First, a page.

The Terry Brown Sound


The Rush Story
Burn Down the Rock and Roll Hall of Fame!
Top Ten Great Forgotten Rush Songs
The Rush Discography
No One Gets to Their Heaven Without a Fight
 

Part 2: The Terry Brown Sound
Rush in 1974
The Rush Story      1      2     3      4     5      6     7 

When Mercury Records demanded a better mix for the big label re-release of the debut album Rush, Ray Daniels scrapped together $9000 to hire engineer Terry Brown to perform the task. The band was so impressed with the finished product, that Brown would be used to produce or co-produce each of their next ten releases right up to and including Signals in 1982. The rich, full, tight, and precise sound that Brown would hone would offer the sonic ear candy for the countless moments of rock majesty during Rush’s classic period.

Perhaps the best of these efforts was the very first Brown-produced album. Fly By Night is the first Rush masterpiece, where all the prime elements made their initial convergence, most especially those elements contributed by Neil Peart. Armed by Peart’s phenomenal talent for keeping perfect time while injecting elaborate drum fills, the whole band’s performance was instantly elevated to include unique, dynamic, and exciting rudimentary riffs and passages.

Further, the learned and avid reader Peart was armed with lyrical ideas that added a whole new dimension to this new sound, sparking the imagination of listeners towards worlds not commonly explored by traditional rock n roll.

So it was, during the waning months of 1974, as the band constantly traveled, skipping from circuit to circuit as an opening act for major rock bands, when the true distinction that is Rush was forged. The new lyrical element would separate Rush from any contemporary hard rock band while the ability to play such hard rock would separate them from the predominant progressive rock bands of the day.

They would record Fly By Night in bits and pieces between these various tours with each note, beat, bend, slide, skip, and stop is captured pristinely by Brown and mixed and mastered so that nothing ever gets muddled or lost. The result is perhaps the ultimate album for the 19 or 20-year old – just released from the school yard and ready to take the world by shear will alone.

This is evident right from the start with perhaps the greatest opening song ever, simply called “Anthem”. Influenced by the individualism found in works by author Ayn Rand, the song exudes self-confidence and motion throughout with an unbelievable bass line accompanying Peart’s frantic drum beat. The pace continues fully through the first ¾ of the album, including “Beneath, Between, & Behind”, a great song about America’s great beginnings and mid-1970s malaise, and

“By Tor and the Snow Dog”, the band’s first foray into extended science fiction and fantasy pieces, something that would recur constantly on subsequent albums.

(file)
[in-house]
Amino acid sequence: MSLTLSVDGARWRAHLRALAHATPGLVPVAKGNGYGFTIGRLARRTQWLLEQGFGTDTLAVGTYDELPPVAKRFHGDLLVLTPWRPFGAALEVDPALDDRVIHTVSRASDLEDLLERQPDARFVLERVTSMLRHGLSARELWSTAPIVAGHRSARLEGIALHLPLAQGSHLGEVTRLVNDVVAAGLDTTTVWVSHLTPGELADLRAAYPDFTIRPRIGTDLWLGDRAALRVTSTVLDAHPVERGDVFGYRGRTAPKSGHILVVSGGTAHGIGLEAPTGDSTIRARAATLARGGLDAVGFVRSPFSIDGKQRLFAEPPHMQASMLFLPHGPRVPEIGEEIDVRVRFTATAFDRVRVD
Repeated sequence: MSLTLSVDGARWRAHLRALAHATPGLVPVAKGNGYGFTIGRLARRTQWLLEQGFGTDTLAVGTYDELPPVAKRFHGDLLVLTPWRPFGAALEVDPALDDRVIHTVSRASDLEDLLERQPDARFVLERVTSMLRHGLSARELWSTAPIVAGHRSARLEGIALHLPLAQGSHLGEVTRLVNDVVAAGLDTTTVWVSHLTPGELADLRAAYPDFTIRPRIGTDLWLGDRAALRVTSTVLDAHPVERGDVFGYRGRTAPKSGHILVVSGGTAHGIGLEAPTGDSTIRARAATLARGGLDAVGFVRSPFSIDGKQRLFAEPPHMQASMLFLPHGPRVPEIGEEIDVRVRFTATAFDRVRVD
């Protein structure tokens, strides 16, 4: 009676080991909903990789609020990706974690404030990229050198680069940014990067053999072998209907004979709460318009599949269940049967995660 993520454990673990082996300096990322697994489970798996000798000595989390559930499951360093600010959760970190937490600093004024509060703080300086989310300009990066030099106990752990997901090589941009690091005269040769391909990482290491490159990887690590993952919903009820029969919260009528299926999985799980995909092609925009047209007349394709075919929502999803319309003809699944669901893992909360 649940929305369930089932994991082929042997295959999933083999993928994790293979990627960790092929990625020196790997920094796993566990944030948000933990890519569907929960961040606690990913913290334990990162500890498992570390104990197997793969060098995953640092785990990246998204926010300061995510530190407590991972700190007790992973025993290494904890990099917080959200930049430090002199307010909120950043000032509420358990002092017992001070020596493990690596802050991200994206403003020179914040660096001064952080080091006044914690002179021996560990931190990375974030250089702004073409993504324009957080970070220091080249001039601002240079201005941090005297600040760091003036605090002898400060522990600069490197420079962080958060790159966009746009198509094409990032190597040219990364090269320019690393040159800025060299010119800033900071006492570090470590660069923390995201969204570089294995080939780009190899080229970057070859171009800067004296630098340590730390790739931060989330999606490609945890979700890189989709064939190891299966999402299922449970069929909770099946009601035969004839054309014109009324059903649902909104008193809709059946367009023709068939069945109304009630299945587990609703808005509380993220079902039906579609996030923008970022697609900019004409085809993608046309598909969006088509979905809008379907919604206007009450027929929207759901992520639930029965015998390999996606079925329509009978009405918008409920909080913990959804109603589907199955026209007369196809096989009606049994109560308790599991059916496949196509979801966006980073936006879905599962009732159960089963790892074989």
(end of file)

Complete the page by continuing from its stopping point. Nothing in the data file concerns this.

Released on February 15, 1975, Fly By Night was a success on all fronts, selling well and vastly increasing the band’s fan base. Throughout early 1975, they continued their pace, touring major acts like Kiss and writing and recording material for another new album. This next album would ultimately be a bit of a shift in the band’s musical direction as well as their momentum towards fame.

Caress of Steel is like the ingredients of a fine gourmet meal, left unmixed an under-cooked. It has some legitimate sparks of brilliance, but these tend to get lost in the muddle of an overall theme-album that doesn’t quite jive together. The album includes the band’s initial side-long attempt at a “concept song” called “The Fountain of Lamneth”, which follows a three-part extended piece called “The Necromancer”. However, the various pieces of these songs don’t really
flow together very well, leaving the listener in a state of confusion.

That being said, Caress of Steel continues to forward the brilliant sound forged by Brown and does contain a few unforgettable moments. “Lakeside Park” is a masterpiece of a song on the nostalgia of childhood and fun, inspired by an actual place where Neil Peart worked as a teenager. “Didacts and Narpets” (which may have or may have not been included as part of “The Fountain of Lamneth” depending if you bought the LP or the cassette) is a one minute art piece which is all Peart – a drum solo accented by musical hits with embedded, contradictory terms and phrases –

“Stay! Go! Work! No! Learn! Live! Earn! Give! Stay or fight? What’s right? Listen!”

With the passing of a mere 14 months between Peart’s arrival in the band and the release of their second fully written and produced album with Peart’s input, it may have been understandable that the band slightly missed the mark. But Mercury was not so forgiving when Caress of Steel sold weaker than its predecessor. Soon the band was pulled from opening up arena acts and back to playing clubs with audiences one tenth the size. The band was offered an ultimatum as the label demanded that any subsequent Rush album move away from the prog-rock trend and contain more radio-friendly tunes. The band had a monumental decision to make on the course of their career – capitulate or rebel.

Next- Part 3: Rock n’ Roll Rebels

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